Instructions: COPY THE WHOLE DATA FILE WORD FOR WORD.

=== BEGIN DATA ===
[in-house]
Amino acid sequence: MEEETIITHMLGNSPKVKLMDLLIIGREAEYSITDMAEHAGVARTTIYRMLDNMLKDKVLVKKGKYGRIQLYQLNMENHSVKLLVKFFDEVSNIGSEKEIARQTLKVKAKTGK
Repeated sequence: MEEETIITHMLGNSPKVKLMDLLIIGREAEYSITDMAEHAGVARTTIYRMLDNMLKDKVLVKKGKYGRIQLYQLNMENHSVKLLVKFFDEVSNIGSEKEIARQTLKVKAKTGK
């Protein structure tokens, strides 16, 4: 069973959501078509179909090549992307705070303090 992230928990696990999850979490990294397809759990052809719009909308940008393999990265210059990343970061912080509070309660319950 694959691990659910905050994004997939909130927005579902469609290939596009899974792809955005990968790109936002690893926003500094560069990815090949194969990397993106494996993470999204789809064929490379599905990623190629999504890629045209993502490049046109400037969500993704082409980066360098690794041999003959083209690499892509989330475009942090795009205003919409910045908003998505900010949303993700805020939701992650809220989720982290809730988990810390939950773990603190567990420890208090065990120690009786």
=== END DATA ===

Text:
[in-house]
Amino acid sequence: MEEETIITHMLGNSPKVKLMDLLIIGREAEYSITDMAEHAGVARTTIYRMLDNMLKDKVLVKKGKYGRIQLYQLNMENHSVKLLVKFFDEVSNIGSEKEIARQTLKVKAKTGK
Repeated sequence: MEEETIITHMLGNSPKVKLMDLLIIGREAEYSITDMAEHAGVARTTIYRMLDNMLKDKVLVKKGKYGRIQLYQLNMENHSVKLLVKFFDEVSNIGSEKEIARQTLKVKAKTGK
């Protein structure tokens, strides 16, 4: 069973959501078509179909090549992307705070303090 992230928990696990999850979490990294397809759990052809719009909308940008393999990265210059990343970061912080509070309660319950 694959691990659910905050994004997939909130927005579902469609290939596009899974792809955005990968790109936002690893926003500094560069990815090949194969990397993106494996993470999204789809064929490379599905990623190629999504890629045209993502490049046109400037969500993704082409980066360098690794041999003959083209690499892509989330475009942090795009205003919409910045908003998505900010949303993700805020939701992650809220989720982290809730988990810390939950773990603190567990420890208090065990120690009786």